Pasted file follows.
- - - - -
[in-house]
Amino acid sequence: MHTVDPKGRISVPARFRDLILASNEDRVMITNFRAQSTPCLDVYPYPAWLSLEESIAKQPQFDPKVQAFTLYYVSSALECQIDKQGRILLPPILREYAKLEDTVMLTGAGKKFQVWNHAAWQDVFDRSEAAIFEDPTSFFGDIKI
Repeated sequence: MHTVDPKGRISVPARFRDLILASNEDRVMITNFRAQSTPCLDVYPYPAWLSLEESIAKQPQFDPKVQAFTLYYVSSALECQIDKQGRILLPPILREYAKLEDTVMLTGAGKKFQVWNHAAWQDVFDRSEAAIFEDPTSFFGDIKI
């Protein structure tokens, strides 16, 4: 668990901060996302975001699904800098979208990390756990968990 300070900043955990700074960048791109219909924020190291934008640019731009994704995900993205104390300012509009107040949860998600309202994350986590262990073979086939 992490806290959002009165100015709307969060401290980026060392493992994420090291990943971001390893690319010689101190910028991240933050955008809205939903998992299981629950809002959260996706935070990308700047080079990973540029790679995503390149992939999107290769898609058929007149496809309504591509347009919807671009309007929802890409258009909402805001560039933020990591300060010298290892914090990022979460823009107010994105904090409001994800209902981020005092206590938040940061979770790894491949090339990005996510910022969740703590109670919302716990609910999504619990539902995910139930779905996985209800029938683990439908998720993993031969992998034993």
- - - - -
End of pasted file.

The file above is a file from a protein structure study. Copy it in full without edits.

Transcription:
[in-house]
Amino acid sequence: MHTVDPKGRISVPARFRDLILASNEDRVMITNFRAQSTPCLDVYPYPAWLSLEESIAKQPQFDPKVQAFTLYYVSSALECQIDKQGRILLPPILREYAKLEDTVMLTGAGKKFQVWNHAAWQDVFDRSEAAIFEDPTSFFGDIKI
Repeated sequence: MHTVDPKGRISVPARFRDLILASNEDRVMITNFRAQSTPCLDVYPYPAWLSLEESIAKQPQFDPKVQAFTLYYVSSALECQIDKQGRILLPPILREYAKLEDTVMLTGAGKKFQVWNHAAWQDVFDRSEAAIFEDPTSFFGDIKI
């Protein structure tokens, strides 16, 4: 668990901060996302975001699904800098979208990390756990968990 300070900043955990700074960048791109219909924020190291934008640019731009994704995900993205104390300012509009107040949860998600309202994350986590262990073979086939 992490806290959002009165100015709307969060401290980026060392493992994420090291990943971001390893690319010689101190910028991240933050955008809205939903998992299981629950809002959260996706935070990308700047080079990973540029790679995503390149992939999107290769898609058929007149496809309504591509347009919807671009309007929802890409258009909402805001560039933020990591300060010298290892914090990022979460823009107010994105904090409001994800209902981020005092206590938040940061979770790894491949090339990005996510910022969740703590109670919302716990609910999504619990539902995910139930779905996985209800029938683990439908998720993993031969992998034993």